Governments can be undermined in wealthy countries too, in a slightly different way. Many of the big philanthropists take pride in how little tax they pay, seeing themselves as more enlightened and more efficient redistributors of wealth than the government. If they can do a better job of providing services to disadvantaged communities than the government does, then lower taxes and tax avoidance are a good thing. They will lobby for low tax, using philanthropy as justification. But again, the foundations are not accountable to anyone for their failures. They are unelected and opaque, and the richest get to keep control of all the spending. It’s a big mistake, says McGoey, to let philanthropy become a substitute for social justice.

The book dives into the history of big philanthropy, looking at Carnegie and Rockefeller and the early charitable trusts. For that generation of donors, charity was all about PR. It allowed them to gloss over the ethics of their business initiatives and re-write their own legacy. There’s a similar risk today, with donors who have “earned billions through business tactics that have compounded financial instability, eroded labour protections, and entrenched economic inequalities.” Bill Gates presided over the highly monopolistic Microsoft, after all. McGoey gives the Gates’ the benefit of the doubt and believes they’re genuine in their ambitions for the world, but their foundation still has some uncomfortable corporate partners, including Goldman Sachs and Monsanto.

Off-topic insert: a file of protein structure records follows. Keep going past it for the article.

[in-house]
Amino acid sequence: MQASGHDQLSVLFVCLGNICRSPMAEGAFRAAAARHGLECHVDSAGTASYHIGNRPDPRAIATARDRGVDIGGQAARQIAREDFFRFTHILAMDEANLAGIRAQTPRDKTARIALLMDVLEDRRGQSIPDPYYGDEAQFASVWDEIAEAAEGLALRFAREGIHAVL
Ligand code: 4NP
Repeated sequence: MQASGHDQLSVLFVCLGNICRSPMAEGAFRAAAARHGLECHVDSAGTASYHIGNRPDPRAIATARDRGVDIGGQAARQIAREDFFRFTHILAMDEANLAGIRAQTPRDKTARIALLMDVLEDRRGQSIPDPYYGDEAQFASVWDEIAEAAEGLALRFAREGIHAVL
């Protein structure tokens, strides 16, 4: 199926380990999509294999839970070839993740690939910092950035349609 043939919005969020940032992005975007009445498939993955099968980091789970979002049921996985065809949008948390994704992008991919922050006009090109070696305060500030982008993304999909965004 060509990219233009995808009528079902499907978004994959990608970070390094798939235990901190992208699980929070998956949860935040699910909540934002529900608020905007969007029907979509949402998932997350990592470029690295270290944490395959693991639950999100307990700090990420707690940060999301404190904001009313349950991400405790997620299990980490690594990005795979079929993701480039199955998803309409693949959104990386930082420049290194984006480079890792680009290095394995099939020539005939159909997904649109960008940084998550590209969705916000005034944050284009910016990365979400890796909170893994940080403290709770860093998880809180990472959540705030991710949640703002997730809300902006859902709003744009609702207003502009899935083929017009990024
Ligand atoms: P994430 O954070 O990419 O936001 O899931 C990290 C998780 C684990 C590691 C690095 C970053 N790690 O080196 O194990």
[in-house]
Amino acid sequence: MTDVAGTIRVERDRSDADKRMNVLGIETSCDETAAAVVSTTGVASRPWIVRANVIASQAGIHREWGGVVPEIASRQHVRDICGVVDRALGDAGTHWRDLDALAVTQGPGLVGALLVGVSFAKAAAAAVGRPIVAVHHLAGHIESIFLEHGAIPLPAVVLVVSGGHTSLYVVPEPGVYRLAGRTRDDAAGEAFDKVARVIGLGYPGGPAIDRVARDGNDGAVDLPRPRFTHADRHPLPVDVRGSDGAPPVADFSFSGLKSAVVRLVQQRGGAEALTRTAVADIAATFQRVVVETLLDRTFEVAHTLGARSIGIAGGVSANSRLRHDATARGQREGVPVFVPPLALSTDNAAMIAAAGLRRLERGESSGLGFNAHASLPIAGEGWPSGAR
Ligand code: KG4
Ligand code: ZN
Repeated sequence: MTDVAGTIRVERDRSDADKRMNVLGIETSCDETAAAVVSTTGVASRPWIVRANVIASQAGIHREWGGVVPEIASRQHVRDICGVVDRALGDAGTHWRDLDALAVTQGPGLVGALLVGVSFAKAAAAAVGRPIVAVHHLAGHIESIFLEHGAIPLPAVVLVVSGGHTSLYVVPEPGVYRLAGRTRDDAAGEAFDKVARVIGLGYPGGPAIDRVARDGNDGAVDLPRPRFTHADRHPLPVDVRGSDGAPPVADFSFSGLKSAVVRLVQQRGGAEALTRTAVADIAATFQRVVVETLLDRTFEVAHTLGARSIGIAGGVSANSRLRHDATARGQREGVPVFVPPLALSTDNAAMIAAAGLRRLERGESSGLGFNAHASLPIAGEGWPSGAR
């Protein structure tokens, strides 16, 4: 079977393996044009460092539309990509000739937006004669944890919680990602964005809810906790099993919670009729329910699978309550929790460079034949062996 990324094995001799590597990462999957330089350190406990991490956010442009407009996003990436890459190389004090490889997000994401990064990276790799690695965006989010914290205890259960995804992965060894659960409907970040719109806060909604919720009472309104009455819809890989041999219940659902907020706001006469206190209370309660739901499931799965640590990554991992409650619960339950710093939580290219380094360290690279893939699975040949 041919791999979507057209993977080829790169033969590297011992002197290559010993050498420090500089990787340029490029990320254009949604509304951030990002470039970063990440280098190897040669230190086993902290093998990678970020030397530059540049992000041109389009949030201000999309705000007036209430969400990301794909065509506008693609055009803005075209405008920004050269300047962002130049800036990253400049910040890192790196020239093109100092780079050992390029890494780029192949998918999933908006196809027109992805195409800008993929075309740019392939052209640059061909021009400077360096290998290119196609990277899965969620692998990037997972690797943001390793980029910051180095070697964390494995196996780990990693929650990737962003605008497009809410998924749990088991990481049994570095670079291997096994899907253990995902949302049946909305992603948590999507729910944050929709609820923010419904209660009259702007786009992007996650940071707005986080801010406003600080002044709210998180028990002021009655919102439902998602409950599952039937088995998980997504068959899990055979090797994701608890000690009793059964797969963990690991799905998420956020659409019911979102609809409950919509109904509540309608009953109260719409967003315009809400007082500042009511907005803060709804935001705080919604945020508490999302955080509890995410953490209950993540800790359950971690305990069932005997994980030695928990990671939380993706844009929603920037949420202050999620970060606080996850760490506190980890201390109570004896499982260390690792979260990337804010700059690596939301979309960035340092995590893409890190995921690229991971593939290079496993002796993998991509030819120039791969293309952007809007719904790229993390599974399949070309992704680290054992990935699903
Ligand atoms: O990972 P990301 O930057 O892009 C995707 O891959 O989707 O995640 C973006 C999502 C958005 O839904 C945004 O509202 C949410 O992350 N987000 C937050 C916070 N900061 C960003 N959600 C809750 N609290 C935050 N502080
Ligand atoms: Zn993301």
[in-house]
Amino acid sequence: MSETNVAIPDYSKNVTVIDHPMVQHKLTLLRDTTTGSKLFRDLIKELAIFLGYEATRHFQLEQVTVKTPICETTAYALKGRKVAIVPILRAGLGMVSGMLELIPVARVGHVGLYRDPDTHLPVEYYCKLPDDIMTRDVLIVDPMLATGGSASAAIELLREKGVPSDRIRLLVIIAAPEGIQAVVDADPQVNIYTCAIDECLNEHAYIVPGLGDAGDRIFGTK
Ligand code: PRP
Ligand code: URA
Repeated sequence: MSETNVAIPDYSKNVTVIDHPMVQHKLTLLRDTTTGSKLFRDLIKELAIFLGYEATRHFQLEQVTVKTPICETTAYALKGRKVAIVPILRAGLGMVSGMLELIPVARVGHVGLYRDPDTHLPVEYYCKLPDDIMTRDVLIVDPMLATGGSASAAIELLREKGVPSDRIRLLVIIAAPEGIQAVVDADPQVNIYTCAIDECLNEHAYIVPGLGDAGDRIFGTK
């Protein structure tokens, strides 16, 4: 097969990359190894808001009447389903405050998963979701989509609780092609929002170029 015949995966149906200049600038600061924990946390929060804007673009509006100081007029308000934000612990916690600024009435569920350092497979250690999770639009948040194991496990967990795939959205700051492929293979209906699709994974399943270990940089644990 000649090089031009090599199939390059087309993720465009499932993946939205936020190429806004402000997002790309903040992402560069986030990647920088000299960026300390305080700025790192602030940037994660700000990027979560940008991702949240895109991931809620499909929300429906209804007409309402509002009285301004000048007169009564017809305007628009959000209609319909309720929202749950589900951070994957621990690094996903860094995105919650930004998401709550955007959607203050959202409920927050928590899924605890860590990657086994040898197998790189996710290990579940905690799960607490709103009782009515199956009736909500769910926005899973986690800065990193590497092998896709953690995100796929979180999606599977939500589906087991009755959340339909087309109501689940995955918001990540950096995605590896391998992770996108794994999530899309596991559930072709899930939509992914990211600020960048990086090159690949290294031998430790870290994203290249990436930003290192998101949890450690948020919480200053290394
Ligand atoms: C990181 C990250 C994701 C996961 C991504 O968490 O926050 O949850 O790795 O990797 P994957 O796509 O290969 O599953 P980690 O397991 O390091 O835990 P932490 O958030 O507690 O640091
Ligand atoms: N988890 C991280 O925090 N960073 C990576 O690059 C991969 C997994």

Sometimes there are clear conflicts of interest with these partners. The Gates Foundation has historically been a huge investor in Coca Cola and McDonalds for example, with billions held in shares. When the foundation’s health initiatives focus entirely on communicable diseases and ignore problems like obesity and heart disease, public health experts get suspicious.

As I said, nuance is what you get here. The author recognises the good that the Gates Foundation does, and only highlights their work because they’re the biggest of the charitable trusts. Other figures come off less well, the easily dazzled ‘TED-heads’, or the showy givers competing for the biggest announcements at global summits. Both of McGoey’s careers come in handy over the course of the book, exploring the sociological phenomenon of the ‘big man’ donor in one section, in another tracking down a vaccination programme gone wrong with a journalistic nose for a story. If there’s a fault to the book it’s that we don’t get to hear much from the philanthropists themselves. Presumably they were busy saving the world. We hear a personal view from doctors in India or dissenting academics, but McGoey doesn’t get the opportunity to quiz any of the key figures for their perspective on the potential problems. I’d like to know how aware they are of the unintended effects of their actions. It would give us a better sense of how to improve the situation, and they’d get a right of reply to any criticism. Nevertheless, it feels like a fair treatment, especially when you consider how much the big philanthropists are admired, and how few critiques there are.